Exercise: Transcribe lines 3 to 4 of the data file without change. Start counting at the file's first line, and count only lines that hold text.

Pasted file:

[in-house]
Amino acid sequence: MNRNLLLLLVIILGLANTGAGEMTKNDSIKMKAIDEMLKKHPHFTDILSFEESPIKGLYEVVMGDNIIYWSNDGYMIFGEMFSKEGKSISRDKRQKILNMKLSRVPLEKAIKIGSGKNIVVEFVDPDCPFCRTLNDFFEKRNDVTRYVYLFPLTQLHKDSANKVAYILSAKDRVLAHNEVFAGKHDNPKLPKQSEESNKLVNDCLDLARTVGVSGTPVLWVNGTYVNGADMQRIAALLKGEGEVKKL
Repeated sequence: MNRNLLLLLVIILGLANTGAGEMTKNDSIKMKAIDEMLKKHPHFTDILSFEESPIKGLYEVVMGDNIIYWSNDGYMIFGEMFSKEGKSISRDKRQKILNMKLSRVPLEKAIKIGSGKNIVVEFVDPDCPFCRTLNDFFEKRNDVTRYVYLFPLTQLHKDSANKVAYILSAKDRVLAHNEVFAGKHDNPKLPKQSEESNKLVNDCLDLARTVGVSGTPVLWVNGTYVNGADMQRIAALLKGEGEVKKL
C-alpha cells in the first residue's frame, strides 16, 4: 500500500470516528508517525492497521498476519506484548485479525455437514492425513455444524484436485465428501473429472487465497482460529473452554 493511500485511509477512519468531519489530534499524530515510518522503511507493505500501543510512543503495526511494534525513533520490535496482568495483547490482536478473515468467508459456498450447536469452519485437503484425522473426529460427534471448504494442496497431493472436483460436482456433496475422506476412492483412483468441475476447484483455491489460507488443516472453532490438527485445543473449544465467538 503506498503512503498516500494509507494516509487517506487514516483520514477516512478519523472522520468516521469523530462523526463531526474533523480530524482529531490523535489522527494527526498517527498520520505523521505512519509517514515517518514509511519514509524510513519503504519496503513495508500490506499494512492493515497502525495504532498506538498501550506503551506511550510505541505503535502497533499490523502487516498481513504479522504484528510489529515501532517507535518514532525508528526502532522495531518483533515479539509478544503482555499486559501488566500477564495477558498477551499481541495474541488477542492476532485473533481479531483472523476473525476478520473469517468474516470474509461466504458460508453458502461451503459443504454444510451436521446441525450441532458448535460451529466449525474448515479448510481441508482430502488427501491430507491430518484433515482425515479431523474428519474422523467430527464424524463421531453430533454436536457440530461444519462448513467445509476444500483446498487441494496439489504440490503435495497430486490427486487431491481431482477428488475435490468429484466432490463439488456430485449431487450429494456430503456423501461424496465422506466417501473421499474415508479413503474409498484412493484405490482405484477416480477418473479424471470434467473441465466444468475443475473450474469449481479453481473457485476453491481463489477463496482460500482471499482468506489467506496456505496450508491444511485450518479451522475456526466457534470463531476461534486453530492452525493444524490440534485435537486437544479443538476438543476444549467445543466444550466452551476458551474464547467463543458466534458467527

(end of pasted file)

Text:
Repeated sequence: MNRNLLLLLVIILGLANTGAGEMTKNDSIKMKAIDEMLKKHPHFTDILSFEESPIKGLYEVVMGDNIIYWSNDGYMIFGEMFSKEGKSISRDKRQKILNMKLSRVPLEKAIKIGSGKNIVVEFVDPDCPFCRTLNDFFEKRNDVTRYVYLFPLTQLHKDSANKVAYILSAKDRVLAHNEVFAGKHDNPKLPKQSEESNKLVNDCLDLARTVGVSGTPVLWVNGTYVNGADMQRIAALLKGEGEVKKL
C-alpha cells in the first residue's frame, strides 16, 4: 500500500470516528508517525492497521498476519506484548485479525455437514492425513455444524484436485465428501473429472487465497482460529473452554 493511500485511509477512519468531519489530534499524530515510518522503511507493505500501543510512543503495526511494534525513533520490535496482568495483547490482536478473515468467508459456498450447536469452519485437503484425522473426529460427534471448504494442496497431493472436483460436482456433496475422506476412492483412483468441475476447484483455491489460507488443516472453532490438527485445543473449544465467538 503506498503512503498516500494509507494516509487517506487514516483520514477516512478519523472522520468516521469523530462523526463531526474533523480530524482529531490523535489522527494527526498517527498520520505523521505512519509517514515517518514509511519514509524510513519503504519496503513495508500490506499494512492493515497502525495504532498506538498501550506503551506511550510505541505503535502497533499490523502487516498481513504479522504484528510489529515501532517507535518514532525508528526502532522495531518483533515479539509478544503482555499486559501488566500477564495477558498477551499481541495474541488477542492476532485473533481479531483472523476473525476478520473469517468474516470474509461466504458460508453458502461451503459443504454444510451436521446441525450441532458448535460451529466449525474448515479448510481441508482430502488427501491430507491430518484433515482425515479431523474428519474422523467430527464424524463421531453430533454436536457440530461444519462448513467445509476444500483446498487441494496439489504440490503435495497430486490427486487431491481431482477428488475435490468429484466432490463439488456430485449431487450429494456430503456423501461424496465422506466417501473421499474415508479413503474409498484412493484405490482405484477416480477418473479424471470434467473441465466444468475443475473450474469449481479453481473457485476453491481463489477463496482460500482471499482468506489467506496456505496450508491444511485450518479451522475456526466457534470463531476461534486453530492452525493444524490440534485435537486437544479443538476438543476444549467445543466444550466452551476458551474464547467463543458466534458467527